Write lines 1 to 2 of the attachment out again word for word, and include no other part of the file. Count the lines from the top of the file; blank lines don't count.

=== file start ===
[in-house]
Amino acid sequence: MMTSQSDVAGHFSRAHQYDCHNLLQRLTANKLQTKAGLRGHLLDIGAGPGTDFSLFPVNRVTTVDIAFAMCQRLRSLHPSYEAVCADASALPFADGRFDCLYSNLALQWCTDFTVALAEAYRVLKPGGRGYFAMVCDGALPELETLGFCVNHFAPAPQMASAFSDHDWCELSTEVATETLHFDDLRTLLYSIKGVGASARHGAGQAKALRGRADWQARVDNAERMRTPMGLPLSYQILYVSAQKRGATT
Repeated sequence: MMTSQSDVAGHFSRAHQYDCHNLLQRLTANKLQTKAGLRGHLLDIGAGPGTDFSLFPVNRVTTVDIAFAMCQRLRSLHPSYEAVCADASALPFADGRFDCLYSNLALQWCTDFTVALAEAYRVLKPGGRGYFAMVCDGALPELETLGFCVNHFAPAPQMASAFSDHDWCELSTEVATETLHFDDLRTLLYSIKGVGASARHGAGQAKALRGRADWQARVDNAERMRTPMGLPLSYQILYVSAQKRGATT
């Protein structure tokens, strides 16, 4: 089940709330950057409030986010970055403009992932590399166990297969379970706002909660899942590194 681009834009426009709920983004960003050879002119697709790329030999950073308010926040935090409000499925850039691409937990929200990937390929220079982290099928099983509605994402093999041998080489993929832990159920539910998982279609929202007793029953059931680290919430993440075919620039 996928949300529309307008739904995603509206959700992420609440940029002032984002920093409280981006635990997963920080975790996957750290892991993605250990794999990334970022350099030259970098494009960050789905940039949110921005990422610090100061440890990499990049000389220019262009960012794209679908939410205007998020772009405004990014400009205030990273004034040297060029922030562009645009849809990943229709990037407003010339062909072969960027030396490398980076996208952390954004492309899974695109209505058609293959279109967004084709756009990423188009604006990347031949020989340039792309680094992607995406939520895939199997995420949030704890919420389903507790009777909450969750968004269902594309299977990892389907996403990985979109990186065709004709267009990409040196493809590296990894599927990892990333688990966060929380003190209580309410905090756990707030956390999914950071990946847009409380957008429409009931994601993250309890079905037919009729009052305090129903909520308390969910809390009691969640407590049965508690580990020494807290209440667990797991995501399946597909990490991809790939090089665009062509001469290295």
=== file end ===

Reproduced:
[in-house]
Amino acid sequence: MMTSQSDVAGHFSRAHQYDCHNLLQRLTANKLQTKAGLRGHLLDIGAGPGTDFSLFPVNRVTTVDIAFAMCQRLRSLHPSYEAVCADASALPFADGRFDCLYSNLALQWCTDFTVALAEAYRVLKPGGRGYFAMVCDGALPELETLGFCVNHFAPAPQMASAFSDHDWCELSTEVATETLHFDDLRTLLYSIKGVGASARHGAGQAKALRGRADWQARVDNAERMRTPMGLPLSYQILYVSAQKRGATT